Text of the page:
Have you ever had a crème brûlée that was rich, creamy and delicious? Most likely it was prepared in a “bain-marie,” a French term that is also known as a water bath. This method can be used when making egg custard, flourless chocolate cake or even a cheesecake.
Start by placing the dish or pan with the uncooked custard in it into a larger baking pan that has been filled with hot water. Note, when making a cheesecake you’ll want to wrap the spring form pan in foil so that water does not get in. The water should come at least halfway up the side of the dish, but do not allow the water to spill into the food. Carefully place the baking pan into a preheated oven and cook until the dessert is firm but still loose in the center. The temperature of custard should be between 170-175°F and a cheesecake should be between 160-165°F.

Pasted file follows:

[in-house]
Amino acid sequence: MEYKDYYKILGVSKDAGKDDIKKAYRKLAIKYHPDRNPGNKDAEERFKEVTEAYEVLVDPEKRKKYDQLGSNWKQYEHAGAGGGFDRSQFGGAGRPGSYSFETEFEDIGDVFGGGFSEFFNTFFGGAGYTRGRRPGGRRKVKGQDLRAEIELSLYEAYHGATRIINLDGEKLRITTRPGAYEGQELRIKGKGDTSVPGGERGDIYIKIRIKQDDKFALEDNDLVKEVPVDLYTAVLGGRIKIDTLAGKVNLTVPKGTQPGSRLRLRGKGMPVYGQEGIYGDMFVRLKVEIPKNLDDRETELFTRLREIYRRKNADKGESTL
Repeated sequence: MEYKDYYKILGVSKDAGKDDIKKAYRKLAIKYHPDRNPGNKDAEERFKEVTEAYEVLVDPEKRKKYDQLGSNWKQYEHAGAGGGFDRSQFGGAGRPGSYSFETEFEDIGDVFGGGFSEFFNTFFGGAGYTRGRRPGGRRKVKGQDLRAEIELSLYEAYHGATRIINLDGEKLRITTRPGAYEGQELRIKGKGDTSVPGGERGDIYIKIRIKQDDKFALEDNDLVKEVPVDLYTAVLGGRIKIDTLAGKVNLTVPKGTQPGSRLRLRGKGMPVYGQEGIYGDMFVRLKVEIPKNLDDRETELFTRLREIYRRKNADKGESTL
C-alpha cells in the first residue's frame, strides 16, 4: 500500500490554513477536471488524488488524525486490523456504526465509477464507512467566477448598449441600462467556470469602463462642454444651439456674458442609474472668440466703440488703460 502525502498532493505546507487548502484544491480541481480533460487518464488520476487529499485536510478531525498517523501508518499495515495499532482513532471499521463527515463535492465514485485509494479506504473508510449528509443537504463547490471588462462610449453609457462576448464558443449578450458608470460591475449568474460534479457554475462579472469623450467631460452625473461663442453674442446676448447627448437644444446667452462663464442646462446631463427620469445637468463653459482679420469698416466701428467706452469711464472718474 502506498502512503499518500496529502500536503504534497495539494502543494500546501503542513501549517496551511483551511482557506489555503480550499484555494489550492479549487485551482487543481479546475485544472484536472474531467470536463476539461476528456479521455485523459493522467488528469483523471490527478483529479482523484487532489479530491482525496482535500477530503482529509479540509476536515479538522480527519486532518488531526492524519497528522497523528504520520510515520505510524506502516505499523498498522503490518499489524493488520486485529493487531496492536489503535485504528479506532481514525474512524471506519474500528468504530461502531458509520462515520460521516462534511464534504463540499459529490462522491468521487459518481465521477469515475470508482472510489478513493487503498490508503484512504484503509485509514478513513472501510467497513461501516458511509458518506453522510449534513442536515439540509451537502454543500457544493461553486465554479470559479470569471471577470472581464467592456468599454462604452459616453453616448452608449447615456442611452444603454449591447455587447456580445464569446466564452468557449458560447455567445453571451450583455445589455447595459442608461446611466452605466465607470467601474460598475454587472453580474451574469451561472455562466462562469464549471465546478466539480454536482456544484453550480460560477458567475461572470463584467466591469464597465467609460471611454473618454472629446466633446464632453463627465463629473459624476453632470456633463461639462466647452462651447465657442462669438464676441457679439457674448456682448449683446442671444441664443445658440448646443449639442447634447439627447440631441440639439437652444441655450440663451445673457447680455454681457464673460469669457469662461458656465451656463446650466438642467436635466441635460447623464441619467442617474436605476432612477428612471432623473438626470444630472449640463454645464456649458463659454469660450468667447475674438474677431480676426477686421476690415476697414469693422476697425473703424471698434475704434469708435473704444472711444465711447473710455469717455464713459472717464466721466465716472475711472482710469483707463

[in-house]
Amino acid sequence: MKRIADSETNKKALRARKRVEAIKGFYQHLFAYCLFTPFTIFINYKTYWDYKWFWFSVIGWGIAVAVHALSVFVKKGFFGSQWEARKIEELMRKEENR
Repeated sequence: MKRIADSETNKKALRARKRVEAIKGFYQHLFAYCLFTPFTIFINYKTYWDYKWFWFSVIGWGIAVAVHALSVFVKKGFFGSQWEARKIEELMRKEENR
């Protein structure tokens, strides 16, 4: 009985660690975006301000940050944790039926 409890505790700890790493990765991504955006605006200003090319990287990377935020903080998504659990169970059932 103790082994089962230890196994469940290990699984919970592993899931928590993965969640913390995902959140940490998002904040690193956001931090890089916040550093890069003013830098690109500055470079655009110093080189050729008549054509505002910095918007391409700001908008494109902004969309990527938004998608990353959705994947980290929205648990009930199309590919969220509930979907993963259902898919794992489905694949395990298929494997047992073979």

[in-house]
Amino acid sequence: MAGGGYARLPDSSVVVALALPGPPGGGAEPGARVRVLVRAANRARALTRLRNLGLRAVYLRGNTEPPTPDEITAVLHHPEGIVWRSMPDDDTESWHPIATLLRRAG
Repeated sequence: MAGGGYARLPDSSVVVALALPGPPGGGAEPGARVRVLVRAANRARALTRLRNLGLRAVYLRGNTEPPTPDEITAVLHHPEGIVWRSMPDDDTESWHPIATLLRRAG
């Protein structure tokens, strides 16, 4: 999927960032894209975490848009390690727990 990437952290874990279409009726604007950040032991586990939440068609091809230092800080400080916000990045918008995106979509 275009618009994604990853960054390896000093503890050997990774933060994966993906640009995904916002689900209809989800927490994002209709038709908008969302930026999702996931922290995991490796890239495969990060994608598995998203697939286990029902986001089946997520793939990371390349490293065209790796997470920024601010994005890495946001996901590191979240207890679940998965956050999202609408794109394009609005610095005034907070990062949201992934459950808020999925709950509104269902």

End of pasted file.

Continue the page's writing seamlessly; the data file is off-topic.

The hot water tempers the heat, allowing the food to be gently cooked throughout. Without a water bath, the harsh heat starts cooking the edge of the food first and by the time the center of the dish is cooked, the outer edge is over cooked and can be tough and rubbery.
Here’s how we use a bain-marie: